“Then Jesus was led by the Spirit into the desert, to be tempted by the devil” (Mt 4:1).
Cardinal Manning comments: “In the temptation in the desert, Jesus tasted of all the bitterness of sin, except only of its guilt. . . . I have taken the temptation of our Divine Saviour as the outset of our present thoughts, because in itself it is sufficient proof of what I affirmed some time ago, namely, that to be tempted is not to sin, and that many who are the most tempted are innocent.” In fact, “the example of our Divine Lord shows us, that One who is sinless may be the subject of temptation.”
“He suffered temptation for our sakes, just as He suffered death for our sakes.” He suffered temptation so that “we may have such a High Priest, not one who cannot have compassion or be touched with a feeling of our infirmities, but one who was tempted in all things like as we are, yet without sin” (Heb 4:15). He suffered temptation so that “out of His own personal experience, the Son of God, incarnate in our humanity, might taste of sin in all its bitterness, in all its penalties, save only that which to Him is impossible, the guilt of sin, that so He might be a Saviour full of sympathy with sinners.”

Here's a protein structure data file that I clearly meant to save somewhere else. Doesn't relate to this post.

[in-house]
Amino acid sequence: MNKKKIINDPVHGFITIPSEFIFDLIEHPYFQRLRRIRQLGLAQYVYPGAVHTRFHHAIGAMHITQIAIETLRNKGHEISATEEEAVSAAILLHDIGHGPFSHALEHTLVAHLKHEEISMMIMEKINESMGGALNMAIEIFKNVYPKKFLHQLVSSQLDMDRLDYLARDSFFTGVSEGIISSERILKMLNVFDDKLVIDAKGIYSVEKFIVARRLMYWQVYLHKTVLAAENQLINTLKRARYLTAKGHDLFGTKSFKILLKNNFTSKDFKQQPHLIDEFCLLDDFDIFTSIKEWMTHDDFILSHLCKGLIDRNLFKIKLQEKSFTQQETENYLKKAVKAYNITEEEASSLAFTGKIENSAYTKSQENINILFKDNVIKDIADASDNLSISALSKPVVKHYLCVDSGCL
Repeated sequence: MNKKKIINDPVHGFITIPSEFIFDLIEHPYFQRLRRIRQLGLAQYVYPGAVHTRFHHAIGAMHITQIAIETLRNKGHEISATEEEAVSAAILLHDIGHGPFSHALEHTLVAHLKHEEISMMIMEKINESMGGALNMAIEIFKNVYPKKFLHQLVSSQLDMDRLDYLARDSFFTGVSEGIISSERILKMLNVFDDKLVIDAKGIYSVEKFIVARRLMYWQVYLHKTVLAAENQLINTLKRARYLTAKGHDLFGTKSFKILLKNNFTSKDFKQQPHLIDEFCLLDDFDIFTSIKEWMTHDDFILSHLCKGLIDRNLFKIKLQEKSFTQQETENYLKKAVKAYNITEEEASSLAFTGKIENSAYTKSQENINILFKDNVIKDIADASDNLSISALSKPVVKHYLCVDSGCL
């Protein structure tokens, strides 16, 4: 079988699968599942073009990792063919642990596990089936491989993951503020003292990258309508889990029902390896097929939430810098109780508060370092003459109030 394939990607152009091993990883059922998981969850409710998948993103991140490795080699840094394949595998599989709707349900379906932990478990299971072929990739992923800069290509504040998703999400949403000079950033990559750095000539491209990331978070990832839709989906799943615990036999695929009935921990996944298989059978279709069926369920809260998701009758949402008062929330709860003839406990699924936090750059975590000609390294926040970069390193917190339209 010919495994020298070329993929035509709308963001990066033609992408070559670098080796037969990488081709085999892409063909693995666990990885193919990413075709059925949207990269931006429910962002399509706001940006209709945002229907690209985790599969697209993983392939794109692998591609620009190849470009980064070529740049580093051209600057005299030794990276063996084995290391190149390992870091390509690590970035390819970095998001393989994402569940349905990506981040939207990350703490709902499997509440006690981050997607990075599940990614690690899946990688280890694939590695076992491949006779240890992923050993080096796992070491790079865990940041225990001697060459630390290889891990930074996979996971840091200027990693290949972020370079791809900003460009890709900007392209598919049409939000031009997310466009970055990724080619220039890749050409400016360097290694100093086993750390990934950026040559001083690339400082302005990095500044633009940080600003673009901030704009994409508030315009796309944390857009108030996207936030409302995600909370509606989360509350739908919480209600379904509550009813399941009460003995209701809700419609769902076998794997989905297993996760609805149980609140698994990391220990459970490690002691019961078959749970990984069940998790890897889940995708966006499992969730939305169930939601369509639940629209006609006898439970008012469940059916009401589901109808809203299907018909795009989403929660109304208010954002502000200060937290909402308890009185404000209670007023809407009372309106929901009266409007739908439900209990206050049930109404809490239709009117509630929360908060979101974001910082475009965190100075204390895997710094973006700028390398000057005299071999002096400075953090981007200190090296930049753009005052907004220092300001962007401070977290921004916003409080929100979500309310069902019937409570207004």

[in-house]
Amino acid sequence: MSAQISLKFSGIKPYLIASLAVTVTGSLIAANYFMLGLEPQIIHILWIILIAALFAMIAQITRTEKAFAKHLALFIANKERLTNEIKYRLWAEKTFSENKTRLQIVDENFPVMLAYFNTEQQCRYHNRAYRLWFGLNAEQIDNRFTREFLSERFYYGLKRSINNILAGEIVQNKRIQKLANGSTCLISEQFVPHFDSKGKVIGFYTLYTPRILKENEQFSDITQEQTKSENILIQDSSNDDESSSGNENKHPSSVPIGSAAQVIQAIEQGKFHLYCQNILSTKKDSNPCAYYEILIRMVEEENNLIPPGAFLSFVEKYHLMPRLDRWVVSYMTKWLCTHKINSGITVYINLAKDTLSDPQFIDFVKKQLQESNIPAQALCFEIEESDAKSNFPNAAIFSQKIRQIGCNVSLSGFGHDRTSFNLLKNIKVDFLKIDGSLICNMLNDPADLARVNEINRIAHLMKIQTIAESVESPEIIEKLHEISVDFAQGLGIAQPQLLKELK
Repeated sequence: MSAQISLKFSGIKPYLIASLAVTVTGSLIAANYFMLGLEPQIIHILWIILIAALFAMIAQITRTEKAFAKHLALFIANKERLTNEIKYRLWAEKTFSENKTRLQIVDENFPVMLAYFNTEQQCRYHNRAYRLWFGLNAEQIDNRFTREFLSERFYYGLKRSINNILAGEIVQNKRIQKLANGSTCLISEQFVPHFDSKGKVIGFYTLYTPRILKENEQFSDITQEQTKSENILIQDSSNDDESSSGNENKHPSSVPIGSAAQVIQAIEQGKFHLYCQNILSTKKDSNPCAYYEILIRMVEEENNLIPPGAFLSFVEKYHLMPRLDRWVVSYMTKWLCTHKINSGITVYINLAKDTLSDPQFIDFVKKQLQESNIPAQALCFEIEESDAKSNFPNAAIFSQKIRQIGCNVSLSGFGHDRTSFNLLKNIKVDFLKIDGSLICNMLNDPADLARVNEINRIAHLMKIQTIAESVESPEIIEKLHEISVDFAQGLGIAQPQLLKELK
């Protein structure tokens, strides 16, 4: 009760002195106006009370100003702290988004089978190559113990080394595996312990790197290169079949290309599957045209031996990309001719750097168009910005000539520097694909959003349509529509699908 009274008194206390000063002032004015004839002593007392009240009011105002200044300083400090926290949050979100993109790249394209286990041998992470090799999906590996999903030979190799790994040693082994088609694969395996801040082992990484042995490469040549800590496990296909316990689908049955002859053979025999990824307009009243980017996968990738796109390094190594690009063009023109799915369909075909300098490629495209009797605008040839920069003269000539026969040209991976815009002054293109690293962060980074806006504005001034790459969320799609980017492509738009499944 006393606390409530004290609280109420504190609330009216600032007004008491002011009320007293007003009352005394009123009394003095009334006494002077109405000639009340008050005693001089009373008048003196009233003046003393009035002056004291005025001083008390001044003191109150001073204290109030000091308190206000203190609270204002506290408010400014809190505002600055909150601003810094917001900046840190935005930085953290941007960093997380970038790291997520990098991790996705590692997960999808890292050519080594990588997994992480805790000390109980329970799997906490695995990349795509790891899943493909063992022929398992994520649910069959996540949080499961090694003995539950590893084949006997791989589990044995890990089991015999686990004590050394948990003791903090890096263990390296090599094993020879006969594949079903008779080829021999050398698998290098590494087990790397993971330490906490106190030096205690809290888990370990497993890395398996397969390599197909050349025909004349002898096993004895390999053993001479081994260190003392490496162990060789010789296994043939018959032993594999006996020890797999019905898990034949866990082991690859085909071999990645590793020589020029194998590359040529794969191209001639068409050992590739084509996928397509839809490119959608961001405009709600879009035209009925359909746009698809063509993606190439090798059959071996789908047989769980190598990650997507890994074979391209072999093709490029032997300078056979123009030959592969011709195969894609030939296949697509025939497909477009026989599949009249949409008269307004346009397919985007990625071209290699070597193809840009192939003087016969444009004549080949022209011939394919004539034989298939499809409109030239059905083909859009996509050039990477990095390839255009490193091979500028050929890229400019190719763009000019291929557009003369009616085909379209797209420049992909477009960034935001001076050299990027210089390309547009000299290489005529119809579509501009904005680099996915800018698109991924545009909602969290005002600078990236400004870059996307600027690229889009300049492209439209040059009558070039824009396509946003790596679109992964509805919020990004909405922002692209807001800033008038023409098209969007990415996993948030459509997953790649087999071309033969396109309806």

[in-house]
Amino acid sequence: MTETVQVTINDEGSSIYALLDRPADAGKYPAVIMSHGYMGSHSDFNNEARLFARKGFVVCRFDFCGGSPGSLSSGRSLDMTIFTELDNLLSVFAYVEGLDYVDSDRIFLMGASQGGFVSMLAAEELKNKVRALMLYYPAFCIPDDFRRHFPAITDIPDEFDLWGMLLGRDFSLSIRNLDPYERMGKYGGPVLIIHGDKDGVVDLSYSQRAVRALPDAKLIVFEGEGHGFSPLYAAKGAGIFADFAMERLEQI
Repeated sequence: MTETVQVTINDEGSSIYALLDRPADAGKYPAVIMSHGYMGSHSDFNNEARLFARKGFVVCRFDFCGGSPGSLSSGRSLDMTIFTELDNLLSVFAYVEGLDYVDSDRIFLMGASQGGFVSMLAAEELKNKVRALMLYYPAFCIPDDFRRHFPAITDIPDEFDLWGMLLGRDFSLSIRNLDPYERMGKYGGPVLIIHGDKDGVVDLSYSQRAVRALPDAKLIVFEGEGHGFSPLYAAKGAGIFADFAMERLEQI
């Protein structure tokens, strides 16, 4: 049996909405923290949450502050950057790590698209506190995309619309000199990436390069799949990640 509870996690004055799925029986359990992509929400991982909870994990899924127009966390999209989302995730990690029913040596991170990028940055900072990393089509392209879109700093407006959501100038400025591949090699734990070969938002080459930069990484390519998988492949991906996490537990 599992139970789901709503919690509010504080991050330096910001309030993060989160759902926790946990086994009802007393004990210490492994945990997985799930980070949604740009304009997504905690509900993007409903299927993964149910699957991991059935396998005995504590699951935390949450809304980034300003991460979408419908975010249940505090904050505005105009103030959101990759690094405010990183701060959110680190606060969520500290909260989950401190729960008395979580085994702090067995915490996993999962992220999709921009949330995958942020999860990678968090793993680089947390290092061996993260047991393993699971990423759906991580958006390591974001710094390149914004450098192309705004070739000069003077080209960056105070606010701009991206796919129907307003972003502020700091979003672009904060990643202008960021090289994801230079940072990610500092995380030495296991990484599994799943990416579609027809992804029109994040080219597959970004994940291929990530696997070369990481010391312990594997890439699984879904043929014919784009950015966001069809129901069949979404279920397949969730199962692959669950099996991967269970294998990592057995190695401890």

Thus, there is a clear distinction between temptation and sin. But, Cardinal Manning cautions: “Though it is true that temptation is not sin, nevertheless temptation and sin are very nearly allied—they are very like each other, and they may be easily mistaken; secondly, temptations are the occasions of sin; and thirdly, temptations with great rapidity and with great facility pass into sins. For this cause it is necessary with all accuracy to distinguish between them.”
Quotations from Henry Edward Manning, Sin and Its Consequences, 2d ed. (London: Burns and Oates, 1874).